Wonkbook’s Number of the Day: 6.2%, or $3,446. According to the Tax Policy Center, that’s the blow to after-tax income is 3.7 percent, or $412, most of which comes from the expiration of the stimulus tax breaks. Families right in the middle lose 4.4 percent of their after-tax income, or about $1,984, mostly from the expiration of the stimulus tax breaks and the payroll tax cut. And for families in the top one percent, going over the fiscal cliff will mean losing 10.5 percent of their after-tax income, or $120,537, mostly due to the expiration of the Bush tax cuts. So everyone takes a hit, but the rich get hit the hardest.
Step back for a moment to consider what this means: After a decade in which median household income fell by more than $10,000 — making it perhaps the worst decade for the middle class in modern American history — Congress, by virtue of being unable to come to a deal, might actually cut the money middle-income Americans have to spend after taxes by another $1,984.
They are, to their credit, trying to come up with a way to keep that from happening. We’ve got much more on those negotiations, and on the fiscal cliff in general, in today’s top story, so keep reading!
Congress is planning a post-election dodge of the fiscal cliff. “Senate leaders are closing in on a path for dealing with the ‘fiscal cliff’ facing the country in January, opting to try to use a postelection session of Congress to reach agreement on a comprehensive deficit reduction deal rather than a short-term solution. Senate Democrats and Republicans remain far apart on the details, and House Republicans continue to resist any discussion of tax increases. But lawmakers and aides say that a bipartisan group of senators is coalescing around an ambitious three-step process to avert a series of automatic tax increases and deep spending cuts…[S]enators would come to an agreement on a deficit reduction target — likely to be around $4 trillion over 10 years — to be reached through revenue raised by an overhaul of the tax code, savings from changes to social programs like Medicare and Social Security, and cuts to federal programs. Once the framework is approved, lawmakers would vote on expedited instructions to relevant Congressional committees to draft the details over six months to a year.” Jonathan Weisman in The New York Times.
If you retire in 2022 or after, Ryan and Romney want to hand you a voucher instead of Medicare coverage. Studies show most seniors then paying 1,000—6,000 more every year of their retirement after that.
What would U.S. Rep. Paul Ryan’s budget mean for Michigan families? Using nonpartisan data, the bottom line is stark. If the Ryan budget passes, a tiny proportion of Michiganders would benefit, but millions would lose.
The biggest winners in Michigan would be households making more than $1 million a year. An analysis by the Urban-Brookings Tax Policy Center finds millionaires would pay an average of $265,000 less in taxes.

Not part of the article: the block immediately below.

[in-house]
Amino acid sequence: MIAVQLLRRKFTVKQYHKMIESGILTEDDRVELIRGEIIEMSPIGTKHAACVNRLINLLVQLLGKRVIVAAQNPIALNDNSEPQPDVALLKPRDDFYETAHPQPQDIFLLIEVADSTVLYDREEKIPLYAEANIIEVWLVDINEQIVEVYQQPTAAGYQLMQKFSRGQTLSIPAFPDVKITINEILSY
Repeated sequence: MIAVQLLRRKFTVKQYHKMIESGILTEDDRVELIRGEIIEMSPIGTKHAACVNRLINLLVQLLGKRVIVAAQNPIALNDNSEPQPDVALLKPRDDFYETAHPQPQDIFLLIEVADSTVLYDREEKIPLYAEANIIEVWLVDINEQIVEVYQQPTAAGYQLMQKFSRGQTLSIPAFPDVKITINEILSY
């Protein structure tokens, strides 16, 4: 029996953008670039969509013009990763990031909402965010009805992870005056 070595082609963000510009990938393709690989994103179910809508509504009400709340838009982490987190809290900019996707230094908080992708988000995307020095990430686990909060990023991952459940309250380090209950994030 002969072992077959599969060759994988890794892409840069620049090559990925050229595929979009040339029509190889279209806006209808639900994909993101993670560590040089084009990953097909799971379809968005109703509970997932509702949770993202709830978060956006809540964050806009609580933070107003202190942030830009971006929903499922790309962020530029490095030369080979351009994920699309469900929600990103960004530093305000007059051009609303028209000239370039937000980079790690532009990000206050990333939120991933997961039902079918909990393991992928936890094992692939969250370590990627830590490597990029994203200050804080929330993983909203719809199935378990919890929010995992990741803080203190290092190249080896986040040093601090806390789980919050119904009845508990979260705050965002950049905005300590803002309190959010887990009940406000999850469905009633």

To make room for new tax cuts for the very rich, the Ryan budget eliminates middle-class tax breaks and cuts social programs. With the tax cut the plan gives to a single Michigan millionaire, communities could pay the salaries of five firefighters earning the state’s median household income of $48,000 a year.
Michigan senior citizens would pay more for less security. Medicare guarantees health care for about 1.5 million Michigan senior citizens. But the Ryan budget would end Medicare as we know it.
The plan would require Michigan seniors retiring 10 years from now to use a voucher to help pay for private insurance or accept less Medicare aid. The value of the vouchers would decline over time, falling behind rising health insurance prices. The Congressional Budget Office estimates that senior citizens, or their families, would have to find an additional $6,000 each year to buy the same coverage seniors have now.
The following makes an excellent case for the morality of much-maligned social programs, and how - contrary to typical Tea Party rhetoric - those social programs honor the values of America’s founding fathers. There’s far too much good stuff for me to quote in one page, so please read the whole thing - I’ve pasted the first few paragraphs below:
This evening, as I was trying to distract myself from the mundaneness of folding laundry and prepping dinner, I ran into some Facebook drama. I don’t think any of us intends to get into trouble on Facebook, it just happens. Tonight, in the sea of emotions—errr—comments, I felt like I had to represent the facts and of course the topic had to be public aid.
My first thought was, in a country that is supposed to stand for freedom, opportunity, and security for all, why would a human being want to see another human being starve? Why? I am very familiar with the SNAP program (food stamps). It runs at 98 percent efficiency. That means there is nearly no waste, no fraud, and almost total accountability. It is one of the most efficient government programs there is. And that level of efficiency tells us all one thing: The people using the program all need the program because they all qualify for the program. Think about that for a moment.